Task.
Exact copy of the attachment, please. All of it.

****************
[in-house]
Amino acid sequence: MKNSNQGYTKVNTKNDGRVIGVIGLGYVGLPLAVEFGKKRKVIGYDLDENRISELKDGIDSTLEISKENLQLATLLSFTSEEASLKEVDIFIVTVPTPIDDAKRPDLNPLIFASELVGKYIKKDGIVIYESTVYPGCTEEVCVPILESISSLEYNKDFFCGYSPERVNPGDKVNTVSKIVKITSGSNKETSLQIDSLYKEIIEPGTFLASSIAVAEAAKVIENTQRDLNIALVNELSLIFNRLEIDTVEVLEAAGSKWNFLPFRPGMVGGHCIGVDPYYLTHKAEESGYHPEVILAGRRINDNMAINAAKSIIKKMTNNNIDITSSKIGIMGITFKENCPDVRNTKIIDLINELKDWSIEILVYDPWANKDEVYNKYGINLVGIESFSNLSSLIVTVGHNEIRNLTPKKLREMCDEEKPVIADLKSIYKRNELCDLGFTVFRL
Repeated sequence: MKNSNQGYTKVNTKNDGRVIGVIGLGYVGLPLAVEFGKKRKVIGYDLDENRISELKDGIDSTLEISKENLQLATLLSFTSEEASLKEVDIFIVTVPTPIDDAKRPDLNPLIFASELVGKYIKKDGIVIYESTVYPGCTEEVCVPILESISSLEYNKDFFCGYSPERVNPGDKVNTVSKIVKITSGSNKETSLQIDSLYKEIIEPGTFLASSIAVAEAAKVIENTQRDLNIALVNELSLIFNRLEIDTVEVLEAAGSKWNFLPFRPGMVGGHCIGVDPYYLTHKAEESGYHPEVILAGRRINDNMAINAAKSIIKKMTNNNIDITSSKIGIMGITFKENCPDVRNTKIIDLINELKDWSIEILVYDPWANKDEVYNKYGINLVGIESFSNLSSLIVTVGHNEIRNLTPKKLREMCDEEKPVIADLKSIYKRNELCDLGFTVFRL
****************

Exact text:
[in-house]
Amino acid sequence: MKNSNQGYTKVNTKNDGRVIGVIGLGYVGLPLAVEFGKKRKVIGYDLDENRISELKDGIDSTLEISKENLQLATLLSFTSEEASLKEVDIFIVTVPTPIDDAKRPDLNPLIFASELVGKYIKKDGIVIYESTVYPGCTEEVCVPILESISSLEYNKDFFCGYSPERVNPGDKVNTVSKIVKITSGSNKETSLQIDSLYKEIIEPGTFLASSIAVAEAAKVIENTQRDLNIALVNELSLIFNRLEIDTVEVLEAAGSKWNFLPFRPGMVGGHCIGVDPYYLTHKAEESGYHPEVILAGRRINDNMAINAAKSIIKKMTNNNIDITSSKIGIMGITFKENCPDVRNTKIIDLINELKDWSIEILVYDPWANKDEVYNKYGINLVGIESFSNLSSLIVTVGHNEIRNLTPKKLREMCDEEKPVIADLKSIYKRNELCDLGFTVFRL
Repeated sequence: MKNSNQGYTKVNTKNDGRVIGVIGLGYVGLPLAVEFGKKRKVIGYDLDENRISELKDGIDSTLEISKENLQLATLLSFTSEEASLKEVDIFIVTVPTPIDDAKRPDLNPLIFASELVGKYIKKDGIVIYESTVYPGCTEEVCVPILESISSLEYNKDFFCGYSPERVNPGDKVNTVSKIVKITSGSNKETSLQIDSLYKEIIEPGTFLASSIAVAEAAKVIENTQRDLNIALVNELSLIFNRLEIDTVEVLEAAGSKWNFLPFRPGMVGGHCIGVDPYYLTHKAEESGYHPEVILAGRRINDNMAINAAKSIIKKMTNNNIDITSSKIGIMGITFKENCPDVRNTKIIDLINELKDWSIEILVYDPWANKDEVYNKYGINLVGIESFSNLSSLIVTVGHNEIRNLTPKKLREMCDEEKPVIADLKSIYKRNELCDLGFTVFRL